For Arya (best known as Lila Pitts in the Netflix series “The Umbrella Academy”), being encouraged to chomp was a refreshing change from what she usually sees in movies or on television. “I love watching people eat, but onscreen they are often sort of playing around with their food because of the amount of takes they have to do,” she said in a joint chat with Kansara. “Which is why it’s satisfying when you see people actually eating. I love that scene for that reason.”

Arya was familiar with Manzoor’s sensibility because they had worked together before, most notably on the 14-minute comedy “Lady Parts,” which Manzoor made for Channel 4 in 2018 and in which Arya played the lead singer of the short film’s titular punk band, a raucous quartet of Muslim women. (Because of scheduling conflicts, the part was recast when the short became the series “We Are Lady Parts,” which streams on Peacock in the United States; Manzoor is currently writing Season 2.)

Manzoor started writing “Polite Society” around 10 years ago but kept running into obstacles as she tried to get the project off the ground. Very early on, before such suggestions became less acceptable to make, potential financiers would ask if she could make the central family a white one. Others would have preferred something a little bit less action and more art house. Later, the emphasis on comedy became a problem: Couldn’t there be some weighty issues like, say, an arranged marriage?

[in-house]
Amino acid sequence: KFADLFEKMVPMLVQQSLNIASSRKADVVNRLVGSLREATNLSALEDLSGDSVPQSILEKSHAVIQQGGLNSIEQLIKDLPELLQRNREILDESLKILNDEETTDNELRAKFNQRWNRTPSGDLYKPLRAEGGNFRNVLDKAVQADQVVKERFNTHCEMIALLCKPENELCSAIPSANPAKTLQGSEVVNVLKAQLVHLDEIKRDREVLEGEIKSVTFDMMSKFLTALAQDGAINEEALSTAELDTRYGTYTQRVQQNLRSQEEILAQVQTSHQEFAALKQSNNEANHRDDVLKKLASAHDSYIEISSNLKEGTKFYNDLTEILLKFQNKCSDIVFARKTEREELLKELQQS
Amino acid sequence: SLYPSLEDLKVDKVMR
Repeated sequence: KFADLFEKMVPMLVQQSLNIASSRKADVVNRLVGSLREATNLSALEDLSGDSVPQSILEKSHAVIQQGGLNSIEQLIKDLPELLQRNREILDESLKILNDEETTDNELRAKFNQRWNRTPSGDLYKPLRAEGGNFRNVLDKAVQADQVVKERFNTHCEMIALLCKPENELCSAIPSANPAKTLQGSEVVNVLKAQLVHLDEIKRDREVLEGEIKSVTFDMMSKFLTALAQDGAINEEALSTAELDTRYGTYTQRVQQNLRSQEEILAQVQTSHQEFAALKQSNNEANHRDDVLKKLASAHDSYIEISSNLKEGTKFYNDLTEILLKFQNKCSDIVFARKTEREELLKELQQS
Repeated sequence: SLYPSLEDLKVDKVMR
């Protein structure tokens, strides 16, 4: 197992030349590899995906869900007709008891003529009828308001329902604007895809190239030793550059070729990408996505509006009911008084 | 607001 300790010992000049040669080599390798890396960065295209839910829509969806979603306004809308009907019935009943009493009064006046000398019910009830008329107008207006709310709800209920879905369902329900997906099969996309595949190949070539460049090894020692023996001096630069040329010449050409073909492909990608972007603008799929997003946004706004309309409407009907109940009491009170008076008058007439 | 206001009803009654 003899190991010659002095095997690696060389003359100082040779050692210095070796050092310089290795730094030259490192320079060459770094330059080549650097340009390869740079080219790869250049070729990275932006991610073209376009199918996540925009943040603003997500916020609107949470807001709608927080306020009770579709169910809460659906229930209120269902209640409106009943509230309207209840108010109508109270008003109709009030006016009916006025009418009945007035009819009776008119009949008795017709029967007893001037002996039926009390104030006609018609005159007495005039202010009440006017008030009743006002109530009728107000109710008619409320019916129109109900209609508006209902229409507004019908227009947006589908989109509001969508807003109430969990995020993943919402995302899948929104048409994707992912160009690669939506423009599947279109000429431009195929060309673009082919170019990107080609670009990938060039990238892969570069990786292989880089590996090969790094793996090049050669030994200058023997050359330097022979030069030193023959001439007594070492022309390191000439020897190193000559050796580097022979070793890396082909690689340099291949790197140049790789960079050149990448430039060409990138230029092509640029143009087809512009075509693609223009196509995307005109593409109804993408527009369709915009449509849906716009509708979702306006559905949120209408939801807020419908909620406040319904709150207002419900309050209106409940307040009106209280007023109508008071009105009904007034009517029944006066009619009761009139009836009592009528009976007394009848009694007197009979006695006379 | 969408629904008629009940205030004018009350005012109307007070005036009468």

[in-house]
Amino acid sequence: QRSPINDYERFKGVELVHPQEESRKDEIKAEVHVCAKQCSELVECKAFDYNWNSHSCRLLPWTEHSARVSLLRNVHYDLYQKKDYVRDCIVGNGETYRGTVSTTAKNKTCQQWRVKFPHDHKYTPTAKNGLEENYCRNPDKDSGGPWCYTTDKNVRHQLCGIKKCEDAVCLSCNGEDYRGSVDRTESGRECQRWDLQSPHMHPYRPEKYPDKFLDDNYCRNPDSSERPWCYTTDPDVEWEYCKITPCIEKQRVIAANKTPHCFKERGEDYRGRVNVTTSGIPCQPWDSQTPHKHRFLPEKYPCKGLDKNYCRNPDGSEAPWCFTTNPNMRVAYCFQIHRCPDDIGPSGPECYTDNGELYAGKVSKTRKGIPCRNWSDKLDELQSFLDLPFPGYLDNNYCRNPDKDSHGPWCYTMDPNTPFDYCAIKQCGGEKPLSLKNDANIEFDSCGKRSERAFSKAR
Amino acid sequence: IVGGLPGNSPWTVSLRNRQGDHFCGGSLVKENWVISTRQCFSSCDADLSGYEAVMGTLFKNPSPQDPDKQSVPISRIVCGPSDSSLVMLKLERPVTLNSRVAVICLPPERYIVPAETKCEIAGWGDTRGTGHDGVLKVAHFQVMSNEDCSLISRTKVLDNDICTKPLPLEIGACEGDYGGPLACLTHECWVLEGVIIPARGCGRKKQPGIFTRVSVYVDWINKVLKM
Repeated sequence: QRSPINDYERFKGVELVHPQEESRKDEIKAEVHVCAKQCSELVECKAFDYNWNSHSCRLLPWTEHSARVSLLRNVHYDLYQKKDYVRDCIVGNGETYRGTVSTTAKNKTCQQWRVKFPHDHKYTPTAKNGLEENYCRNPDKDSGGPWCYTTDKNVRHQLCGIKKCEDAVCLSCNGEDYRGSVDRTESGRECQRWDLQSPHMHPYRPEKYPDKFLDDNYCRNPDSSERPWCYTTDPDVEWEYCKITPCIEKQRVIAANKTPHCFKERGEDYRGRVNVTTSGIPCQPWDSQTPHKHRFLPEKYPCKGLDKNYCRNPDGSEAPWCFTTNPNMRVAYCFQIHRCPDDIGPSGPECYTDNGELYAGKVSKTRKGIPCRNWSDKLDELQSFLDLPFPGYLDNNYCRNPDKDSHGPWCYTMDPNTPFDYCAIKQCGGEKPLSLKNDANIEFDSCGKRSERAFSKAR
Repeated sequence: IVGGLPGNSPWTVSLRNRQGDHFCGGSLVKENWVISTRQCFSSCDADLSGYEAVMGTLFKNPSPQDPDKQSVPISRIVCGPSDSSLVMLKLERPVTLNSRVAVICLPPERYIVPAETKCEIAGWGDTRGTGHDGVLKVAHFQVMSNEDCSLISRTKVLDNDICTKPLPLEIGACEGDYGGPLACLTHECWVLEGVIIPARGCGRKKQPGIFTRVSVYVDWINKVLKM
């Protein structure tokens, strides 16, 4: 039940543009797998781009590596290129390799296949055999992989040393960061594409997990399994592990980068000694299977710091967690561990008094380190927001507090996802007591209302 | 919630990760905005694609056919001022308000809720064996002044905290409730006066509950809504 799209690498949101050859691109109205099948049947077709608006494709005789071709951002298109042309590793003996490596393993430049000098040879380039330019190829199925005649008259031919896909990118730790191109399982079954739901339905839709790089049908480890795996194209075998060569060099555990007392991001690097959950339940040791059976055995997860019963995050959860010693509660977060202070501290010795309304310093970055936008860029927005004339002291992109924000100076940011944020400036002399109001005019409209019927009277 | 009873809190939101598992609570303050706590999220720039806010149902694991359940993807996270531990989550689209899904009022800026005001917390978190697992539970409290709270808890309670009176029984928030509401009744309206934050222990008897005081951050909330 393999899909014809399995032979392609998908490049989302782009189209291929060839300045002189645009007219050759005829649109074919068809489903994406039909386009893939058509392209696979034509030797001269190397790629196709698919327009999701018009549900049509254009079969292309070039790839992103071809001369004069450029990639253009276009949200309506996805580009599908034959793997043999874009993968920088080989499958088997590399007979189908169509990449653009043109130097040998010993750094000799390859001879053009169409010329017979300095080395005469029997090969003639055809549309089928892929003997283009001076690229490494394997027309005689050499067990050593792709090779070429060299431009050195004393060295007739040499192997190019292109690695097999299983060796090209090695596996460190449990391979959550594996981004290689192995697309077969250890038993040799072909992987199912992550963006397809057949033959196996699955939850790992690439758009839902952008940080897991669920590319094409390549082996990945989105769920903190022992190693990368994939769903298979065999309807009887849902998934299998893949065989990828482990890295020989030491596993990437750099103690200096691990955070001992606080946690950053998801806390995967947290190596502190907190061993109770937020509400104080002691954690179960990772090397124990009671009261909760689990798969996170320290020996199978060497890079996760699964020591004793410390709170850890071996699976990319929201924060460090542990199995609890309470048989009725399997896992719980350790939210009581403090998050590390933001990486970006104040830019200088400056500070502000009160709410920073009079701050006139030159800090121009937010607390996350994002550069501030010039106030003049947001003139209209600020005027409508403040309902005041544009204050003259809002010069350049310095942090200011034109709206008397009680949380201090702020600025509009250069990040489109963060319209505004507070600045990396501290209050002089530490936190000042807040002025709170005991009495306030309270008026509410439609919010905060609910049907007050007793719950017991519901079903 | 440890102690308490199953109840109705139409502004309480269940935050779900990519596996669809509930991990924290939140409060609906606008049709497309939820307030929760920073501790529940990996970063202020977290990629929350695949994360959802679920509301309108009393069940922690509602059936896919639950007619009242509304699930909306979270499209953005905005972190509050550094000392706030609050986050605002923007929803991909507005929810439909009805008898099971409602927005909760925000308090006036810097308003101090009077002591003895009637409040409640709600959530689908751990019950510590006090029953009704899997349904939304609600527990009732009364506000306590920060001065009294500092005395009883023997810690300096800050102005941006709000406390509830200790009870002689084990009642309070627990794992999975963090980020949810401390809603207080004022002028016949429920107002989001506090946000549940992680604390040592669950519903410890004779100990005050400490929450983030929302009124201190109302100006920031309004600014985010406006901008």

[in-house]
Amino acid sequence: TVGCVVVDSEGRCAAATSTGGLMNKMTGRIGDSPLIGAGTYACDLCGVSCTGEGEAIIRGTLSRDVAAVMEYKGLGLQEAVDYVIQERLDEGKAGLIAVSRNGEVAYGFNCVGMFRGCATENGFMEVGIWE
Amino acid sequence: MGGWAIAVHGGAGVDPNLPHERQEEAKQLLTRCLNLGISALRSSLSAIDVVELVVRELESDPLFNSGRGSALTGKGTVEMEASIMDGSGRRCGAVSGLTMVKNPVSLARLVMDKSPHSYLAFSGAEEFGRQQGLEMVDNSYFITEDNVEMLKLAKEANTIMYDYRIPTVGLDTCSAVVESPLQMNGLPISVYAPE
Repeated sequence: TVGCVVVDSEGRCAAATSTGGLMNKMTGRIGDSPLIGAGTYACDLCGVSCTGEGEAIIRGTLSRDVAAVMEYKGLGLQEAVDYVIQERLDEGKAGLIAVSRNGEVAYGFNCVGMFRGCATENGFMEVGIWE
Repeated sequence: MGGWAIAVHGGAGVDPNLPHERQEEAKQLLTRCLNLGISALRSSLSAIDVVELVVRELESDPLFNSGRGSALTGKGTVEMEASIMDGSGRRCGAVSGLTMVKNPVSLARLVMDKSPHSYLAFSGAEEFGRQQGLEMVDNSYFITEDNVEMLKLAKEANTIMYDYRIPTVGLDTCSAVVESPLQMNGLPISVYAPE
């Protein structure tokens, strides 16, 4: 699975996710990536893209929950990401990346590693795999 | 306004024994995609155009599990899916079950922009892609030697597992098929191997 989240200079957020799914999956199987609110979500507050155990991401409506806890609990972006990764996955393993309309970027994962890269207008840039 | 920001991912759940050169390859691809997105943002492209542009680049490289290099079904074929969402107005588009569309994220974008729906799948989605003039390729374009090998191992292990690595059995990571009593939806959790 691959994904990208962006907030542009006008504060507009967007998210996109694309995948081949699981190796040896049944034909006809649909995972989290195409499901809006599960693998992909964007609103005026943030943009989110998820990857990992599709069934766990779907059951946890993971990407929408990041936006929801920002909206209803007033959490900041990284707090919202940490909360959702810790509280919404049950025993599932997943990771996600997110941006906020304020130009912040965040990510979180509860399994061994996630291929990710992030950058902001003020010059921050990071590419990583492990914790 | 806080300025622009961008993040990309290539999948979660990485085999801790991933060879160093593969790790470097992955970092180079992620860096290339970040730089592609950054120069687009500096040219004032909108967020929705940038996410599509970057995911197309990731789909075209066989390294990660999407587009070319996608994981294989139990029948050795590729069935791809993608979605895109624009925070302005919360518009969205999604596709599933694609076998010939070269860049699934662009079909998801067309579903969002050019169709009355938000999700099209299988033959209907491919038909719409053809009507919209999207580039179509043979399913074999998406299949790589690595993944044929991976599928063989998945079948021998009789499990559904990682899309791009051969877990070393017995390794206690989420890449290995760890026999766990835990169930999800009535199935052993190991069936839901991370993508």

Manzoor did not budge. “It was like, ‘It’s a joyful film about South Asian Muslim women,’ ” she said. “So much of the reason I’m a filmmaker is because I want to not have our stories only be about trauma.”

Giving “Polite Society” emotional ballast is the bond between Ria and Lena, which was inspired by the one between Manzoor and her own sister, Sanya, who is a year older. (Their brother, Shez, worked on the soundtrack.) After collaborating with Arya on “Lady Parts,” Manzoor felt she was a natural fit for the role of Lena. “She has the quality of my oldest sister,” Manzoor said, “that natural, inherent sort of alternative brown girl, which is quite rare, actually, in actors. It’s kind of mercurial and wild and vulnerable at the same time.”

Even a brutal brawl between Ria and Lena, at a low point in their relationship, was inspired by real life. “I used to fight with her — we used to do martial arts together,” Manzoor said of Sanya. “I have this memory of when we were in a martial arts class and our instructor always wanted us to fight when we did sparring.” She laughed. “It was kind of creepy.”

Asked why she was so keen to put women being active and physical at the heart of her film, Manzoor dug back into her past again.

“I used to love sports, and doing martial arts and dancing,” she said. “And then around 12, 13 years old, your body changes and you become objectified. I felt so alienated from my body, so ashamed of it. I realized I’m drawn to genres that allow women to be in possession of their bodies: playing an instrument, being onstage. That was something I lost when I was a teenager, that physicality,” she added. “In my art, I’m always trying to show women have it or regain it or find it.”